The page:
Vaccine shows promise against dengue


Dengue infects around 390 million people each year, of whom about 96 million suffer from symptomatic infection, yet there are no licensed vaccines or specific treatments to prevent infection.

A recombinant vaccine against the mosquito-borne disease has shown efficacy in a phase III randomised clinical trial conducted in more than 10,000 children in five Asian countries, published in 
The Lancet.

Children received three injections of the live vaccine or placebo and followed for up to two years. Researchers recorded 117 dengue cases in the vaccine group and 133 in the placebo arm, representing an overall protective efficacy of 56.5%.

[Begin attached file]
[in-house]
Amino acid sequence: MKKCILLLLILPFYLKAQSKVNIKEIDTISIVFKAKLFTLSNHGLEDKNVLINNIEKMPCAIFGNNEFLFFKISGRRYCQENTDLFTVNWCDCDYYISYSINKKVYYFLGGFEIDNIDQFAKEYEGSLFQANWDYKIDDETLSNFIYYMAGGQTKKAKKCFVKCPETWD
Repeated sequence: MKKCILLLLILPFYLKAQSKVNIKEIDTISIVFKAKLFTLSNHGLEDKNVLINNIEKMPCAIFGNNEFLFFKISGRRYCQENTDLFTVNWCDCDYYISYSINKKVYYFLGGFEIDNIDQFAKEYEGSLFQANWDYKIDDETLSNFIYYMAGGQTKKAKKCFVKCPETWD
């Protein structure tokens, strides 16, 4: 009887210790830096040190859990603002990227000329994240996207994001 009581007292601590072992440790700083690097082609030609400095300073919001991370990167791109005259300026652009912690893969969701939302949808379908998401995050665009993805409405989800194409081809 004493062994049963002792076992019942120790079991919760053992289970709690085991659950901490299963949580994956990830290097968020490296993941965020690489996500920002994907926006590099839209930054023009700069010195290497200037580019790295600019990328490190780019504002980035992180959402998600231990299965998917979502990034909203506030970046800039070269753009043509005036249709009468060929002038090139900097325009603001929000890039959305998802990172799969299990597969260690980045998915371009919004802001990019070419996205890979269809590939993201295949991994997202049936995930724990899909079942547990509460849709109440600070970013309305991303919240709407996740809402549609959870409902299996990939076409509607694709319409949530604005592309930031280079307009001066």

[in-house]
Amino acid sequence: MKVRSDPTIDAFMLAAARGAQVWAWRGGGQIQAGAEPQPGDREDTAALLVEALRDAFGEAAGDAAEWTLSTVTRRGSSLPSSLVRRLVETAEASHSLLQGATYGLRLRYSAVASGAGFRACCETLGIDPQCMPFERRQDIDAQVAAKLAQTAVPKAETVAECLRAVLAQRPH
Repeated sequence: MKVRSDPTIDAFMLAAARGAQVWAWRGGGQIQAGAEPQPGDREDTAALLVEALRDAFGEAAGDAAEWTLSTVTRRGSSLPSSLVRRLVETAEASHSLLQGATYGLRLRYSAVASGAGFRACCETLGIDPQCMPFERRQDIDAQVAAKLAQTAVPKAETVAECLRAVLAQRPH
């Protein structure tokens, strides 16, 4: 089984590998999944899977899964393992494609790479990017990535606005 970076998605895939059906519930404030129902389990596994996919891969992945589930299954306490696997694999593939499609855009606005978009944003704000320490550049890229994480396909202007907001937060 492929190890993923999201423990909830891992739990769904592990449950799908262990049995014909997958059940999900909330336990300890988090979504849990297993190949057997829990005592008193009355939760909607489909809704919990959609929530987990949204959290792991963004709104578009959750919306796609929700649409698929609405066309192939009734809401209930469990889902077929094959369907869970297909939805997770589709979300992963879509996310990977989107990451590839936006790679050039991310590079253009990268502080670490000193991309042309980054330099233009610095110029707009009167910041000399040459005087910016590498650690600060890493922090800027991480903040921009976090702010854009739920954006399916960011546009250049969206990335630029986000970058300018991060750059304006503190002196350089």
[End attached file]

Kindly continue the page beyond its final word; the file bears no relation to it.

Lead author Maria Rosario Capeding from the Research Institute for Tropical Medicine in Muntinlupa City, the Philippines, said the results suggest that the vaccine can reduce the incidence of symptomatic dengue infection by more than half and reduce severe disease and hospitalisations.


Capeding MC et al. Clinical efficacy and safety of a novel tetravalent dengue vaccine in healthy children in Asia: a phase 3, randomised, observer-masked, placebo-controlled trial. The Lancet (Online, 11 July 2014; doi: 10.1016/S0140-6736(14)61060-6.

Last updated
The Pharmaceutical Journal, PJ, 19 July 2014, Vol 293, No 7819;293(7819):DOI:10.1211/PJ.2014.20065854

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